History Headscratchers / AMidsummerNightsDream

8th Jul '16 3:03:50 AM NateTheGreat
Is there an issue? Send a Message


* When my school did this, the undpoing of the love spell involved a surreal DisneyAcidSequence puppet dance, so that it was unclear whether Demetrius was still under the spell or not, or at least distracted the audience enough so that they didn't notice.

to:

* When my school did this, the undpoing undoing of the love spell involved a surreal DisneyAcidSequence puppet dance, so that it was unclear whether Demetrius was still under the spell or not, or at least distracted the audience enough so that they didn't notice.
10th Mar '15 12:57:17 PM Homemaderat
Is there an issue? Send a Message

Added DiffLines:

*** Except Rip met up with ghosts, not fairies.


Added DiffLines:

** Sometimes older writers didn't always care about continuity issues. Shakespeare is no exception.
15th Oct '13 8:01:50 AM MrDeath
Is there an issue? Send a Message

Added DiffLines:

** Not all folklore. According to other folklore, time passes a lot faster in fairyland--think RipVanWinkle.
15th Oct '13 6:26:57 AM Redmess
Is there an issue? Send a Message

Added DiffLines:

** According to folklore, no time at all passes in fairyland.
12th Sep '13 4:13:03 PM ReaderAt2046
Is there an issue? Send a Message



to:

* Two points: First, Demetrius may be happy for the wrong reasons, but he's still quite contented with Helena. Second, this arrangement allows the other three to be with their loves without any interference, so it might be that Demetrius's free will was considered a necessary sacrifice to ensure that things turned out right for everyone else. Third, as others have pointed out, he did love Helena at some point and still had a degree of affection for her (at least to the point of not wanting her hurt), so the mental damage should be minimal to nonexistent.




to:

* He saw Helena and Demetrius and happened to feel sorry for Helena. It seems that this brand of fairy is generally beneficent towards mortals under all the pranks and jokes, and helping Helena cost him only the tiniest spark of effort. Basically, it's roughly equivalent to feeling sorry for some homeless person on the street and giving them a dollar.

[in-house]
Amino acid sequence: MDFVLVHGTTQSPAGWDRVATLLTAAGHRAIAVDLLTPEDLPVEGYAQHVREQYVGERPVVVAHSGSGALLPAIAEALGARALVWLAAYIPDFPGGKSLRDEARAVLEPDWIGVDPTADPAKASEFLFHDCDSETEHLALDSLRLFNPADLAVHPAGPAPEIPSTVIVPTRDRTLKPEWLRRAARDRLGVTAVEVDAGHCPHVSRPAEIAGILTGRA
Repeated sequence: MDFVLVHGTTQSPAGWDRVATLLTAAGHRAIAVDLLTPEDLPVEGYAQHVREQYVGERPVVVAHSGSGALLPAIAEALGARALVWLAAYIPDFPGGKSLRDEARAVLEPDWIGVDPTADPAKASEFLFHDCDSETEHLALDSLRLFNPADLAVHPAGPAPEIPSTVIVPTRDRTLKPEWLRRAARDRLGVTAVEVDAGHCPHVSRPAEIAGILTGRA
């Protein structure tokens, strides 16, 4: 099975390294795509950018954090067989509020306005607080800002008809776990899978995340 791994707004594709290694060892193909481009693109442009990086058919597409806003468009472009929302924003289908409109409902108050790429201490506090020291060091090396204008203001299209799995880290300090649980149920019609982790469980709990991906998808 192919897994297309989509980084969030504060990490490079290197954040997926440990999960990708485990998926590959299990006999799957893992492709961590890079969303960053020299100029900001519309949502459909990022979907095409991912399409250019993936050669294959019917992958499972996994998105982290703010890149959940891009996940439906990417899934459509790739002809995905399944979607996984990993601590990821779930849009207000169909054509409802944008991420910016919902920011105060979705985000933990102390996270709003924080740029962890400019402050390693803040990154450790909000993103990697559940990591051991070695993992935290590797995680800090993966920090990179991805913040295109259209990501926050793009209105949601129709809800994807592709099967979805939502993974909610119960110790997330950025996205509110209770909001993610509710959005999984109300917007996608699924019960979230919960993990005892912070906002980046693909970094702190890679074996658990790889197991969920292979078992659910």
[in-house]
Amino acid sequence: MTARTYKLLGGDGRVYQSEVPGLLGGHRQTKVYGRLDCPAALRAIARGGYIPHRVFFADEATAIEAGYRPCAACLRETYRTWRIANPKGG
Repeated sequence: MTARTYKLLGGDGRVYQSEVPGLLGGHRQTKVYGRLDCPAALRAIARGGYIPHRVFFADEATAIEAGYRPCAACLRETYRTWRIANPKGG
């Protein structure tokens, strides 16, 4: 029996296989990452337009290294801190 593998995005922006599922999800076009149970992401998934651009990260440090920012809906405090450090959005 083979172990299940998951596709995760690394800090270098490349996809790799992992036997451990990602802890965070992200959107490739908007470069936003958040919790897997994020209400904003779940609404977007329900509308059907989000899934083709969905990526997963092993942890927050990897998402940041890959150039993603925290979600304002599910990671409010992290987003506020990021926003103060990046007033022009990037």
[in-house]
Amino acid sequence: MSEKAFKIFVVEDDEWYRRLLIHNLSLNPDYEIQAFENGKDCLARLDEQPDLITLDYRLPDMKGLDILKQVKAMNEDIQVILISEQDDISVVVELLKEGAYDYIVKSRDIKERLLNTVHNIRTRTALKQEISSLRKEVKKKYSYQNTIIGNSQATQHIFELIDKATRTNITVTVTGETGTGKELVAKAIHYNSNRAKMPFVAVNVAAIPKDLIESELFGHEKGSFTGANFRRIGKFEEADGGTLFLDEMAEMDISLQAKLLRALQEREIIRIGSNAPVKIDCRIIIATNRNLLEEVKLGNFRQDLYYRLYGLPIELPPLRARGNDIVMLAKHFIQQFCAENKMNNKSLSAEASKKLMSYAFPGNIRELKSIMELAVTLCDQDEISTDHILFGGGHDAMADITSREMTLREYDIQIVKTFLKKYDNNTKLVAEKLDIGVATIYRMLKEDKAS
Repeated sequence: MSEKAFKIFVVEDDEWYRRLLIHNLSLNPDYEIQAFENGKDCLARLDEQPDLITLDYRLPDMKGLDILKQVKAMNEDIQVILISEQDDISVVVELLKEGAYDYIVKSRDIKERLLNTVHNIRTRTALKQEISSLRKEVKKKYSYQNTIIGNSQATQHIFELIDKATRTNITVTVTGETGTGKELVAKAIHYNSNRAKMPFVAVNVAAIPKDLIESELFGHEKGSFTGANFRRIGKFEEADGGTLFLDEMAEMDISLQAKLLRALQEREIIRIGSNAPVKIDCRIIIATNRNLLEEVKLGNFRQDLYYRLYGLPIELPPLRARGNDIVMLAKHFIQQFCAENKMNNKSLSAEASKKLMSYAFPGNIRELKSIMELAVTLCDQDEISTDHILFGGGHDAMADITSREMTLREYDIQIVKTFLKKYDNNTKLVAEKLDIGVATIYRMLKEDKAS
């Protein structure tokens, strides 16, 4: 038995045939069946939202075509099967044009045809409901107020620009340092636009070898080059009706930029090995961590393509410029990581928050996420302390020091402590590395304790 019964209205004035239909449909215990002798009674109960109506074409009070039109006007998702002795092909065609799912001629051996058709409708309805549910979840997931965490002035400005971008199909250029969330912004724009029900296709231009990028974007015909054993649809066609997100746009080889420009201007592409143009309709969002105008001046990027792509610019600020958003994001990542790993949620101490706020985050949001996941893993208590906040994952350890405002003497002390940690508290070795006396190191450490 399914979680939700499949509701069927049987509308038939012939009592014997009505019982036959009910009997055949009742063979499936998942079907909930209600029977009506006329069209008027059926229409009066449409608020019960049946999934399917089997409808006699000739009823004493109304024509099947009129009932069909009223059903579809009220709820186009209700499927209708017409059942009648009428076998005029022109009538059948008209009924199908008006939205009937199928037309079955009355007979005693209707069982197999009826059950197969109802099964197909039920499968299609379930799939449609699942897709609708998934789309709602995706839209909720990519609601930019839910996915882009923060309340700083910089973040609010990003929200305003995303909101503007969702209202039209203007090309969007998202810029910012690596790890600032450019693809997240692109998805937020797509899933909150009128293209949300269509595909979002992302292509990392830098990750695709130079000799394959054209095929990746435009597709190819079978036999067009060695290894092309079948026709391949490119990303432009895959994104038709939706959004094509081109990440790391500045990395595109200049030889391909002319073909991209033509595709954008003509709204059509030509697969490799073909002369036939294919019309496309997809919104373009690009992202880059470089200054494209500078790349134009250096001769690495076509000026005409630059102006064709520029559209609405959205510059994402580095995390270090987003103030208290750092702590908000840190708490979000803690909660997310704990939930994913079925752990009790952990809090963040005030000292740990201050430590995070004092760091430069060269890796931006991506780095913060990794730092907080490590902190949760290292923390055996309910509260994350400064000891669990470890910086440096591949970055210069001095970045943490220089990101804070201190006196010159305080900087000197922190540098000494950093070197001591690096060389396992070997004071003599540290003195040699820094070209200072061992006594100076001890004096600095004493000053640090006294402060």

6th Apr '13 3:57:10 PM Haldo
Is there an issue? Send a Message

Added DiffLines:

* It all happens in one or two days. Shakespeare wasn't sure how long the events would take when he started writing, and he forgot to edit the beginning when he was done.
20th Nov '12 8:43:30 AM MrDeath
Is there an issue? Send a Message

Added DiffLines:

* I think "fairies get involved" probably answers that. Time getting screwy when the fair folk show up is to be expected.
19th Nov '12 7:08:22 PM mythbuster
Is there an issue? Send a Message

Added DiffLines:


[[WMG: Somebody explain the timeline of this story.]]
Start of the play: 4 days before the full moon- Hermia is given the choice between marrying Demetrius, consecration as a perpetual virgin, or death.
Next night: 3 days before the full moon- Hermia and Lysander flee under the cover of night to get married, fairies get involved and resolve the mess.
Morning comes: Full moon and Thesus' wedding day. What happened to the other two days?
5th Oct '12 12:55:26 AM Faradn
Is there an issue? Send a Message



to:

** They did not have sex--in Demetrius and Helena's first conversation he clearly states she is a virgin, specifically that she shouldn't be out in the woods risking the loss of her virginity to rapists. Lysander says Demetrius "made love" to her, which at that time just meant charming someone.
22nd Sep '12 9:54:18 PM NOYB
Is there an issue? Send a Message


* [[{{Pfat 417}} I]] Always figured that fairy morality was incomprehensible to humans, so the reason for his motives was not meant to be figured out.

to:

* [[{{Pfat 417}} I]] Always always figured that fairy morality was incomprehensible to humans, so the reason for his motives was not meant to be figured out.



** This troper just wonders how long that "happy ending" for the two last. Her last line in the play is to ask her husband why she was lying on the ground with Bottom. Unless he can come up with one really convincing lie, chances are that she'll be suspicious and pick up where they left off.

to:

** This troper just wonders how long that "happy ending" for the two will last. Her last line in the play is to ask her husband why she was lying on the ground with Bottom. Unless he can come up with one really convincing lie, chances are that she'll be suspicious and pick up where they left off.
This list shows the last 10 events of 17. Show all.
http://tvtropes.org/pmwiki/article_history.php?article=Headscratchers.AMidsummerNightsDream